Team Europe leads by the somewhat infamous score of 10-6 after two days of team play at the 2018 Ryder Cup. The Europeans -- led again by the dynamic pairing of Francesco Molinari and Tommy Fleetwood -- won the morning session 3-1 and split the afternoon foursomes 2-2, never allowing the United States get a foothold or sniff the lead.
The week felt like it hinged greatly on what happened early on Saturday, and what happened early on Saturday was a big mess for captain Jim Furyk and the U.S. For a while it looked as if they might turn it around and wriggle out of it, but in the end Europe laid the wood with both its veterans and its rookies, and the Yanks were left gasping for air going into the final team session in the afternoon.
Session 1: Fourballs -- Europe led USA 8-4
Tony Finau / Brooks Koepka
Sergio Garcia / Rory McIlroy
Europe wins 2&1
Dustin Johnson / Rickie Fowler
Paul Casey / Tyrell Hatton
Europe wins 3&2
Tiger Woods / Patrick Reed
Francesco Molinari / Tommy Fleetwood
Europe wins 4&3
Jordan Spieth / Justin Thomas
Jon Rahm / Ian Poulter
USA wins 3&1
If the second session of Friday was bad for the U.S., Saturday morning's opening session was worse. The Americans lost the first three four-ball matches (which made it eight in a row for the Euros going back to Friday morning) and trailed 8-3 early before ending the streak late.
The Paul Casey-Tyrrell Hatton pairing made seven birdies on the front nine, and Dustin Johnson and Rickie Fowler never really had a chance. They won two of the 16 holes they played, which was the exact same number Tiger Woods and Patrick Reed won over their 15 holes. Fleetwood and Molinari birdied two of the first three, and Reed looked completely lost. Woods couldn't carry him, and the outlook looked grim for the Americans.
Brooks Koepka and Tony Finau were four down with five to go before taking three straight holes off of Rory McIlroy and Sergio Garcia. Just when it looked as if there might be an opening, Garcia ended the match with this bomb and another full point for Europe.
Only Jordan Spieth and Justin Thomas could stymie the Euros and end what, at that point, was an eight-match winning streak. Thomas ended them with four birdies in his last six holes, including this dagger at the 17th hole after a monster drive. If Friday was his baptism at this tournament, this match was his coming out party. We thought he would be a superstar in this format, and he was.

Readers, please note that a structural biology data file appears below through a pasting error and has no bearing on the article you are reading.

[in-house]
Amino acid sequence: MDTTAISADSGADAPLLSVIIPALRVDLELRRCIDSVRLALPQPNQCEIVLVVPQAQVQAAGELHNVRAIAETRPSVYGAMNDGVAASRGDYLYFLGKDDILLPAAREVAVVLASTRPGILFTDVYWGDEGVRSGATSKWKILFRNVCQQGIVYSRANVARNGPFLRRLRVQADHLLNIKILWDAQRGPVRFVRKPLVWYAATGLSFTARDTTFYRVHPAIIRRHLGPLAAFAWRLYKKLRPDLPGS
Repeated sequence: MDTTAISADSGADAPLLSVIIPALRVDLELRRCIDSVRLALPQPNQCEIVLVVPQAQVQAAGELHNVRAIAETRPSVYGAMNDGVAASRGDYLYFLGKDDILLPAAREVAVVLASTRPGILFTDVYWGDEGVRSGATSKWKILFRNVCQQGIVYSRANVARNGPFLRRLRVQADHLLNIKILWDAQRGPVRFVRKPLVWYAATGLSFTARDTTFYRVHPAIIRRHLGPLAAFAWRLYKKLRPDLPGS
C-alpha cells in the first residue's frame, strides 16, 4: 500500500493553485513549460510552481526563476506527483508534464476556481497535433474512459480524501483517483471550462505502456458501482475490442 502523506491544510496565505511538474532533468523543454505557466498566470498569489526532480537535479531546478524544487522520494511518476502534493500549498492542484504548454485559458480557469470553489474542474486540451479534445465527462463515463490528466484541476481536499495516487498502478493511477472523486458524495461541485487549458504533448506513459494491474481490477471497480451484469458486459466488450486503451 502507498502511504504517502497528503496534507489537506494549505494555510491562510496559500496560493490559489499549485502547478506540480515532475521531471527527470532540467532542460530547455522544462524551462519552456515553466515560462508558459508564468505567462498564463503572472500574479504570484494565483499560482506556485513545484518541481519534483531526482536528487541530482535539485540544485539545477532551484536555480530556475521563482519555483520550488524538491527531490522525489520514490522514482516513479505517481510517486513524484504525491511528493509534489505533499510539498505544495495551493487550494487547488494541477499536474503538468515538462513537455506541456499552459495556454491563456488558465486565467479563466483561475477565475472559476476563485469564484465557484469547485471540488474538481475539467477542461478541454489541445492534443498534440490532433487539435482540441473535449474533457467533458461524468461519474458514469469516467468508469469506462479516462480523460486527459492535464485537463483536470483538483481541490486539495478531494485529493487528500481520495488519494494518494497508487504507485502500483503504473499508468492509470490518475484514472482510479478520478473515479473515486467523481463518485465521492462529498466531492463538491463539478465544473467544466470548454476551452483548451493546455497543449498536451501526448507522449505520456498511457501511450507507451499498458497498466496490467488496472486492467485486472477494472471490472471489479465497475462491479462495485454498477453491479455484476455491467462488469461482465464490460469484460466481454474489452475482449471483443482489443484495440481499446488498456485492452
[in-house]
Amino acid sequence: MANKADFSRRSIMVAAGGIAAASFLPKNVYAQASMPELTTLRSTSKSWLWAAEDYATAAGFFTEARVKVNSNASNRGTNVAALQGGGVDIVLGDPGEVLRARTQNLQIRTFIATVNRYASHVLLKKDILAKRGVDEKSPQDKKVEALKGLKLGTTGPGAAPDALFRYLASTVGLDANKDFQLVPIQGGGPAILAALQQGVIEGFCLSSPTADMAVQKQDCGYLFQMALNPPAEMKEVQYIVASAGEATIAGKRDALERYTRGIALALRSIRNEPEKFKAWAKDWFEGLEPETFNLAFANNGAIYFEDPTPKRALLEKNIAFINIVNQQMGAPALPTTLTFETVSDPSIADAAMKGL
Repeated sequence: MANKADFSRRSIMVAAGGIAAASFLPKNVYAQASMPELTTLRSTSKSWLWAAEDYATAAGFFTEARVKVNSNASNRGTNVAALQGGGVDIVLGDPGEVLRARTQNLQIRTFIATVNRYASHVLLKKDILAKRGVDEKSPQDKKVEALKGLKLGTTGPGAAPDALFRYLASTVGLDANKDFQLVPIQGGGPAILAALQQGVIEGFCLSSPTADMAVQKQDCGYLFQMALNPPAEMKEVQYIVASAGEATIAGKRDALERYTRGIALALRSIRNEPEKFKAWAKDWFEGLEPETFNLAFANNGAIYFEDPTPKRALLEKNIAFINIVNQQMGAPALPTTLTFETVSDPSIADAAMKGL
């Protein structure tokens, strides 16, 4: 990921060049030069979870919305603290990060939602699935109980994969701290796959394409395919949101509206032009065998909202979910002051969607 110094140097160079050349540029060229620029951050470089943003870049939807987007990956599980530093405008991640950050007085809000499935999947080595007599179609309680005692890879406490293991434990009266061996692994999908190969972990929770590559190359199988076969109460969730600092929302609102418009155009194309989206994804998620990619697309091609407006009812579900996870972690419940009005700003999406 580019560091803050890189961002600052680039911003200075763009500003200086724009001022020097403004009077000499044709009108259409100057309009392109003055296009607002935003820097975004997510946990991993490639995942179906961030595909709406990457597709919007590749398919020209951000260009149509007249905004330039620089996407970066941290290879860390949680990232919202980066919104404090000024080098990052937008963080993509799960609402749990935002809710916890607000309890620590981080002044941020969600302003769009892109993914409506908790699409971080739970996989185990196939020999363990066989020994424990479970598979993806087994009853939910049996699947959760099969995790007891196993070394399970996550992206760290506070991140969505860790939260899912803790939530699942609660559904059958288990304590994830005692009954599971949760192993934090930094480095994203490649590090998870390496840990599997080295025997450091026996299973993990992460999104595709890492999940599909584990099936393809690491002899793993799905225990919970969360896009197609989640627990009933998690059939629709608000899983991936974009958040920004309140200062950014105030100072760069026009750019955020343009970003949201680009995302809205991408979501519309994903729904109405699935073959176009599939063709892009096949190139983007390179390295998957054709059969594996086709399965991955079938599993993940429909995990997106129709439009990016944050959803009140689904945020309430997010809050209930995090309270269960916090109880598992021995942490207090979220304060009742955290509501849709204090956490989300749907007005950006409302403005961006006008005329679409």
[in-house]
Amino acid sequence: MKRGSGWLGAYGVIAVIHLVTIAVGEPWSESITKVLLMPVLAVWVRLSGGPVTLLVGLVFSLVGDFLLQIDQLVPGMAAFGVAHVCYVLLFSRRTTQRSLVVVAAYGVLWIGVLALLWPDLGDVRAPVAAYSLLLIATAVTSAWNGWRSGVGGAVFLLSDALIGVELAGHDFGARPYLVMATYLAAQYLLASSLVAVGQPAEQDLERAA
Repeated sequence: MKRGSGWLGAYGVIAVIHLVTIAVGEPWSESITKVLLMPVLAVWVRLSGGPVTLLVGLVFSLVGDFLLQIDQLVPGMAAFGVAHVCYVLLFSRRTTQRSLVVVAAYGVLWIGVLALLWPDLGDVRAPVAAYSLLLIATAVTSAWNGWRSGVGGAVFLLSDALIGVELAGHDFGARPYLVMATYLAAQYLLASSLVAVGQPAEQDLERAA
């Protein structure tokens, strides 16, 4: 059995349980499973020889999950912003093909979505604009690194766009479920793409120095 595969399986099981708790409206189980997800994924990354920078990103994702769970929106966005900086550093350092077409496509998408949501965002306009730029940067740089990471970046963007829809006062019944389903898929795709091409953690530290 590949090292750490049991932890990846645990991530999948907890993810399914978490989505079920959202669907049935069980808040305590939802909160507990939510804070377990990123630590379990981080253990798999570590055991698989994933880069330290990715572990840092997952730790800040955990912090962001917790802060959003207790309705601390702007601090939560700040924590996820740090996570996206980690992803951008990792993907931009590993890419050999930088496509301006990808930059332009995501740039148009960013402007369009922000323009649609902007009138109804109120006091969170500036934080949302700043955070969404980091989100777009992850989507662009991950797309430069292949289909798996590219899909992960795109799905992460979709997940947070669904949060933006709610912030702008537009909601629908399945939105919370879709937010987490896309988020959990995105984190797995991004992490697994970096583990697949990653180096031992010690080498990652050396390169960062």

Session 2: Foursomes -- Europe leads USA 10-6
Dustin Johnson / Brooks Koepka
Justin Rose / Henrik Stenson
Europe wins 2&1
Bubba Watson / Webb Simpson
Sergio Garcia / Alex Noren
USA wins 3&2
Tiger Woods / Bryson DeChambeau
Francesco Molinari / Tommy Fleetwood
Europe wins 5&4
Justin Thomas / Jordan Spieth
Ian Poulter / Rory McIlroy
USA wins 4&3
Thankfully for Jim Furyk's squad, the Americans somewhat rallied in afternoon foursomes. After getting housed 4-0 in the Friday foursomes, the U.S. grabbed two points on Saturday, one of them from the unlikeliest pairing.
Bubba Watson and Webb Simpson took Sergio Garcia and Alex Noren to the woodshed. With Golf Twitter bemoaning yet another Watson-Simpson showing, they won five of the first eight holes and were the rock match for the U.S. throughout the afternoon. Their red flag never left the board, and Simpson took the honors on No. 16.
Woods changed partners but not fates on Saturday afternoon. Molinari and Fleetwood have gone 4-0 on the week, and three of those victories have come at Woods' hands.
Spieth and Thomas continued their flow from the morning session, and dusted McIlroy and Poulter by winning six of the final 12 holes of the match. Spieth punctuated the festivities with a righteous chest thump a la Poulter, and it was off to singles for the only multi-point winners on the U.S. side.
The entire tournament could have turned on the Koepka-Johnson vs. Rose-Stenson match. Koepka almost bowled over the flag on No. 15 to pull within one, but Stenson made two monster par putts on the next two holes to seal the deal. What could have been a 9-7 affair going into Sunday felt like it was getting out of hand.
The U.S. is still hanging on, and without at least a split in the afternoon, this Ryder Cup would have been curtains almost as quickly as it began. But they're going to need to match the biggest comeback in tournament history on Sunday to win.
Europe was clearly sniffing the close out on Saturday afternoon; it has all the momentum, the entire crowd and a recent history that portends a rout in singles. However, in two of the last three Ryder Cups where one of the teams has led 10-6 going to Sunday, the other team has taken home the Ryder Cup.
The U.S. is probably better suited for singles play, and it has a young pair in Spieth and Thomas who can do some damage early and often. Sunday's singles should be fascinating as Europe looks to make it seven Ryder Cups in nine tries and the U.S. tries to steal one in dramatic fashion in Paris.
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